Investments

Bleak Time For Buy To Let As Recession Bites

Rising interest rates, falling house prices and the runaway cost of living are squeezing landlord finances to the limit – and the year ahead looks just as bleak.

Worryingly, the property market could worsen as experts forecast buy-to-let landlords will have to put up rents by at least 10 per cent when many tenants are already struggling to pay their bills.

Investors will suffer, too, as the same experts expect the value of an average home will slump by £23,000.

If inflation keeps rising, the Bank of England will have no choice but to hike interest rates to drag the wider economy from recession.

Landlords Must Raise Rents

Economists at Aldermore Bank expect almost two-thirds of landlords (62 per cent) to raise rents by as much as 10 per cent if adverse market conditions persist, despite concerns that tenants have no spare cash due to the rising cost of living.

The bank’s report explains spiralling mortgage costs and double-digit house price increases stopped 48 per cent of landlords from adding to property portfolios.

The study says that the same economic factors have led to 42 per cent of landlords considering downsizing.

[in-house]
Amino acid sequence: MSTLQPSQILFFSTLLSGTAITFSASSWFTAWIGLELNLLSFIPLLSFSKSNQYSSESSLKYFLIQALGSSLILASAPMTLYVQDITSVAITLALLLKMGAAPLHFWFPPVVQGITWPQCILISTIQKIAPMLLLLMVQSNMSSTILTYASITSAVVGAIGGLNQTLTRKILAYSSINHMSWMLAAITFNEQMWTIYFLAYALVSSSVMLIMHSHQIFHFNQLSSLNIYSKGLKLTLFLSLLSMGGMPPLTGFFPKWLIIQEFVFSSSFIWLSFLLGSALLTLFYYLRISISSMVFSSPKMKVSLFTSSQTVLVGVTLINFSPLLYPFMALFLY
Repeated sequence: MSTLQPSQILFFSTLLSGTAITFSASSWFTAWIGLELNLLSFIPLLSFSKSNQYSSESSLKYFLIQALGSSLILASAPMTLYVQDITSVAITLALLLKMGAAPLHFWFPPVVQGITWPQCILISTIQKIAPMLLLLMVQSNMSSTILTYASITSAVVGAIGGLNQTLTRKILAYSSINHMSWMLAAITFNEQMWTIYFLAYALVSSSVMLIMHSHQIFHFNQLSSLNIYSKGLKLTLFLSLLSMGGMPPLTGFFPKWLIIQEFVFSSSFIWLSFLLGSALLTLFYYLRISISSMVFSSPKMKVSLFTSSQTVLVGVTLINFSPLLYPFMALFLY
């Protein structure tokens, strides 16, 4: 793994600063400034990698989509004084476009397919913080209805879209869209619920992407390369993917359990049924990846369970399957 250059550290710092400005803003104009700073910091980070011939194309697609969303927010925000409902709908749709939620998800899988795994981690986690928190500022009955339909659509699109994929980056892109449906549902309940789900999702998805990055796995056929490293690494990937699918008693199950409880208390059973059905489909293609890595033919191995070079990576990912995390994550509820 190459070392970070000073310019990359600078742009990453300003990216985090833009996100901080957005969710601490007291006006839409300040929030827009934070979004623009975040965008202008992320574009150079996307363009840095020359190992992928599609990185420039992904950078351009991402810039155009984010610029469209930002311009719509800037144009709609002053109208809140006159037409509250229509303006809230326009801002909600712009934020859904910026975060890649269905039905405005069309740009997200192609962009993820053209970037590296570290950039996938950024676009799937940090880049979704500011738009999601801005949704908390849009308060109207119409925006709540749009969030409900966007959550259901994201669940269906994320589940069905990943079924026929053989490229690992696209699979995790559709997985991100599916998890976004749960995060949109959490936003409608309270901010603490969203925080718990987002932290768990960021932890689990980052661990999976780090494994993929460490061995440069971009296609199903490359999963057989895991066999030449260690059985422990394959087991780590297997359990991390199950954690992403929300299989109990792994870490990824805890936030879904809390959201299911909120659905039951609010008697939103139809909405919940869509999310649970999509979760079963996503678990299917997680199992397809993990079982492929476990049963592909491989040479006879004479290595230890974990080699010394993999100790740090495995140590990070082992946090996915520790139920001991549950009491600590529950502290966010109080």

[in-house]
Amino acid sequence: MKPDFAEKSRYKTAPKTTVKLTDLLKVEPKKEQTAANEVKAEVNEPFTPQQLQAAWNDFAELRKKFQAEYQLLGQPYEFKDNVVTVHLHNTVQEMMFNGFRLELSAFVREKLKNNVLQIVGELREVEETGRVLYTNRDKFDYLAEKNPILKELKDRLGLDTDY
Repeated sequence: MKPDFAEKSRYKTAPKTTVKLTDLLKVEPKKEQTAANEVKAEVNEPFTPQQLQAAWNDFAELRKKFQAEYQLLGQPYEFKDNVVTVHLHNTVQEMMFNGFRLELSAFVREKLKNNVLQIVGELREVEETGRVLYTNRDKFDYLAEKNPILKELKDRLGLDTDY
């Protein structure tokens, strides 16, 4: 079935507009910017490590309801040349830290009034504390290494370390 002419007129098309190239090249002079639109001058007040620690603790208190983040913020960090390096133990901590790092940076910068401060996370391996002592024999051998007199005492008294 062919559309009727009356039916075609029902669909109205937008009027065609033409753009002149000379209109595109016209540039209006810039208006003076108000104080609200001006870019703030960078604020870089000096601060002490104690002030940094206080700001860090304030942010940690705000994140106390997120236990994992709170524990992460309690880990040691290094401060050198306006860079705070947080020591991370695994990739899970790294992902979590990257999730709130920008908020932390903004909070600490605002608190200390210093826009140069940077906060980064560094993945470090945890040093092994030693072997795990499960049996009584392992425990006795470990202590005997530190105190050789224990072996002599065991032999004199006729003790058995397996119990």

However, despite 49 per cent of landlords struggling financially, just over half (54 per cent) are confident their property investments will improve, and 66 per cent trust property investment will make money, adds the report.

The bank asked landlords about upgrading privately rented homes to meet government energy performance rules.

Letting Ban For Homes That Miss Energy Saving Targets

The lowest energy performance rating required to let a home jump from E to C from April 1, 2025, for new tenancies and from April 1, 2028, for existing tenancies. Landlords are banned from letting homes that fail to meet the ratings.

Meeting energy performance demands is a priority for 58 per cent of landlords, with many planning to improve their letting properties during the next 12 months.

Jon Cooper, Aldermore’s head of mortgages, said: “Troubling economic developments marked 2022, and the property market has faced some significant challenges.

“With the cost-of-living crisis already impacting tenants, homeowners and landlords alike, the outlook for 2023 seems tricky to predict.

“However, there remain healthy and positive opportunities for landlords in the UK.”

House Prices Already Cooling

House prices are already cooling but will only lose the value put on since the end of the coronavirus pandemic., a host of experts predict.

They forecast values will collapse by 8 to 15 per cent over the next 12 months.

Buy-to-let lender Finanze expects prices to plunge up to 15 per cent – eclipsing last year’s rise of 12.6 per cent, which added £23,000 to the price of an average home.

Higher mortgage rates will add to the money worries of borrowers. The lender expects the Bank of England to increase rates to about five per cent to control inflation. The current rate of 3.5 per cent is due for review on February 2.

Joshua Ellard, the lender’s head of specialist finance and research, said: “This time last year, many would have been expecting a period of recovery in which the economy could thrive and recover from the global pandemic.